Affiliations 

  • 1 Unit of Infections and Cancer, Cancer Epidemiology Research Program, Catalan Institute of Oncology (ICO)-IDIBELL, L'Hospitalet de Llobregat, Barcelona, Catalonia, Spain
  • 2 Unit of Nutrition, Environment and Cancer, Cancer Epidemiology Research Program, Catalan Institute of Oncology (ICO)-IDIBELL, L'Hospitalet de Llobregat, Barcelona, Catalonia, Spain
  • 3 Division of Molecular Diagnostics of Oncogenic Infections (F020), Research Program Infection, Inflammation and Cancer, German Cancer Research Center (DKFZ), Heidelberg, Germany
  • 4 Epidemiology and Prevention Unit, Fondazione IRCCS Istituto Nazionale dei Tumori, Milan, Italy
  • 5 Department of Medical Epidemiology and Biostatistics, Karolinska Institutet, Stockholm, Sweden
  • 6 Microbiology Department, Universitat Autònoma de Barcelona, Hospital de la Santa Creu i Sant Pau, Barcelona, Catalonia, Spain
  • 7 Department of Community Medicine, Faculty of Health Sciences, UiT The Arctic University of Norway, Tromsø, Norway
  • 8 Diet, Genes and Environment, Danish Cancer Society Research Center, Copenhagen, Denmark
  • 9 Virus, Lifestyle and Genes, Danish Cancer Society Research Center, Copenhagen, Denmark
  • 10 Molecular and Nutritional Epidemiology Unit, Cancer Research and Prevention Institute-ISPO, Florence, Italy
  • 11 School of Clinical Medicine, University of Cambridge, Cambridge, United Kingdom
  • 12 Section for Epidemiology, Department of Public Health, Aarhus University, Aarhus, Denmark
  • 13 Inserm, Centre for research in Epidemiology and Population Health (CESP), U318, Nutrition, Hormones and Women's Health team, F-94705, Villejuif, France
  • 14 Division of Cancer Epidemiology, German Cancer Research Center (DKFZ), Heidelberg, Germany
  • 15 Department of Epidemiology, German Institute of Human Nutrition Potsdam-Rehbruecke, Nuthetal, Germany
  • 16 Hellenic Health Foundation, Athens, Greece
  • 17 Department of Hygiene, Epidemiology and Medical Statistics, University of Athens Medical School, Athens, Greece
  • 18 Cancer Registry and Histopathology Unit, "Civic-M.P. Arezzo" Hospital, Ragusa, Italy
  • 19 Unit of Cancer Epidemiology, University of Turin, Turin, Italy
  • 20 Human Genetics Foundation (HuGeF), Turin, Italy
  • 21 Dipartimento Di Medicina Clinica E Chirurgia, Federico II University, Naples, Italy
  • 22 MRC-PHE Centre for Environment and Health, Department of Epidemiology and Biostatistics, School of Public Health, Imperial College, London, United Kingdom
  • 23 Department for Determinants of Chronic Diseases (DCD), National Institute for Public Health and the Environment (RIVM), Bilthoven, The Netherlands
  • 24 Public Health Directorate, Asturias, Spain
  • 25 CIBER de Epidemiología y Salud Pública (CIBERESP), Madrid, Spain
  • 26 BBMRI.se Service Center for Southern Sweden, Lund University, Medicon Village, Lund, Sweden
  • 27 Department of Radiation Sciences, Umeå University, Umeå, Sweden
  • 28 Department of Clinical Sciences, Obstetrics and Gynecology, Umeå University, Umeå, Sweden
  • 29 Cancer Epidemiology Unit, Nuffield Department of Population Health, University of Oxford, Oxford, United Kingdom
  • 30 Department of Epidemiology and Biostatistics, The School of Public Health, Imperial College London, London, United Kingdom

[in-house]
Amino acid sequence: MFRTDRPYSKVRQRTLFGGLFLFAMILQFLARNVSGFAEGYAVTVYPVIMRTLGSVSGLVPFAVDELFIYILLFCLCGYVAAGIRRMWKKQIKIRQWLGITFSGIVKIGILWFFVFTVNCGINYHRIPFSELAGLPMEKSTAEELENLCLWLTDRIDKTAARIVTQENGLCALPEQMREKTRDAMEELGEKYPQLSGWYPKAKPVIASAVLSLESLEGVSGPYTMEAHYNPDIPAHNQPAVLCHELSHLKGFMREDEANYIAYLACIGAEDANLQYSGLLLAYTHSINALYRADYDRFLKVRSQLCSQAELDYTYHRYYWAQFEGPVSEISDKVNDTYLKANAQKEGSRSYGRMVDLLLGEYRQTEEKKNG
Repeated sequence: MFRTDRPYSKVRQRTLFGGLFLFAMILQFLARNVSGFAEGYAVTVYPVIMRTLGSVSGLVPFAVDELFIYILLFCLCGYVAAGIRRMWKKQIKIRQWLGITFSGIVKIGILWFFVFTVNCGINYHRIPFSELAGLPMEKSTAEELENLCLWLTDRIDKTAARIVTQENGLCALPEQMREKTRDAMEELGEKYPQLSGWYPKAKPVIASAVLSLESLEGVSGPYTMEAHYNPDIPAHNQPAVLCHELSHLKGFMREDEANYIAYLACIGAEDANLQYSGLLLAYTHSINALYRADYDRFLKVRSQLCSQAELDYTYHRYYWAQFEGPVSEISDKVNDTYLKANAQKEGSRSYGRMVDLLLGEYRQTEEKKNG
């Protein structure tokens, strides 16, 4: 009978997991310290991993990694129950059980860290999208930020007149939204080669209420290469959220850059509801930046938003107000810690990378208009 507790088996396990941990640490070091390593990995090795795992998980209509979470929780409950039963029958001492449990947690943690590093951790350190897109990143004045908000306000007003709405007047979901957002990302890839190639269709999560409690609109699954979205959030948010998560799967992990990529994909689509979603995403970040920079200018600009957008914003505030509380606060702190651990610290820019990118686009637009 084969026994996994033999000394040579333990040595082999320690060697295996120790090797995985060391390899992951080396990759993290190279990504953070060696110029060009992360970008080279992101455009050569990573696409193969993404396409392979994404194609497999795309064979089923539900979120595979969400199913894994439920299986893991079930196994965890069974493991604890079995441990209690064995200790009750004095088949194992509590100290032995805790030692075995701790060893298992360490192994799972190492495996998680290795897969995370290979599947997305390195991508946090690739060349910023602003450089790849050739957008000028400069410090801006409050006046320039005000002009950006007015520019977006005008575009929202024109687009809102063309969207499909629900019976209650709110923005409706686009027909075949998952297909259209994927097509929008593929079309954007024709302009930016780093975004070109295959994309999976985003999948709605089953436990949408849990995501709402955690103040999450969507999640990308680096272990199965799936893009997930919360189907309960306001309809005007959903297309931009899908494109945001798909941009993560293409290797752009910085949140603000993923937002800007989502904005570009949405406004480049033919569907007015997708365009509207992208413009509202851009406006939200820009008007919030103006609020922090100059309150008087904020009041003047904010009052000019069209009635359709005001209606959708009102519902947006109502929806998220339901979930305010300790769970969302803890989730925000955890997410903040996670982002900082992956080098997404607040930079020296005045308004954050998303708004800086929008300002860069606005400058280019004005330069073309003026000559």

• 31 International Agency for Research on Cancer, Lyon, France
PLoS ONE, 2016;11(1):e0147029.
PMID: 26808155 DOI: 10.1371/journal.pone.0147029

Abstract

BACKGROUND: In addition to HPV, high parity and hormonal contraceptives have been associated with cervical cancer (CC). However, most of the evidence comes from retrospective case-control studies. The aim of this study is to prospectively evaluate associations between hormonal factors and risk of developing cervical intraepithelial neoplasia grade 3 (CIN3)/carcinoma in situ (CIS) and invasive cervical cancer (ICC).

METHODS AND FINDINGS: We followed a cohort of 308,036 women recruited in the European Prospective Investigation into Cancer and Nutrition (EPIC) Study. At enrollment, participants completed a questionnaire and provided serum. After a 9-year median follow-up, 261 ICC and 804 CIN3/CIS cases were reported. In a nested case-control study, the sera from 609 cases and 1,218 matched controls were tested for L1 antibodies against HPV types 11,16,18,31,33,35,45,52,58, and antibodies against Chlamydia trachomatis and Human herpesvirus 2. Multivariate analyses were performed to estimate hazard ratios (HR), odds ratios (OR) and corresponding 95% confidence intervals (CI). The cohort analysis showed that number of full-term pregnancies was positively associated with CIN3/CIS risk (p-trend = 0.03). Duration of oral contraceptives use was associated with a significantly increased risk of both CIN3/CIS and ICC (HR = 1.6 and HR = 1.8 respectively for ≥ 15 years versus never use). Ever use of menopausal hormone therapy was associated with a reduced risk of ICC (HR = 0.5, 95%CI: 0.4-0.8). A non-significant reduced risk of ICC with ever use of intrauterine devices (IUD) was found in the nested case-control analysis (OR = 0.6). Analyses restricted to all cases and HPV seropositive controls yielded similar results, revealing a significant inverse association with IUD for combined CIN3/CIS and ICC (OR = 0.7).

CONCLUSIONS: Even though HPV is the necessary cause of CC, our results suggest that several hormonal factors are risk factors for cervical carcinogenesis. Adherence to current cervical cancer screening guidelines should minimize the increased risk of CC associated with these hormonal risk factors.

* Title and MeSH Headings from MEDLINE®/PubMed®, a database of the U.S. National Library of Medicine.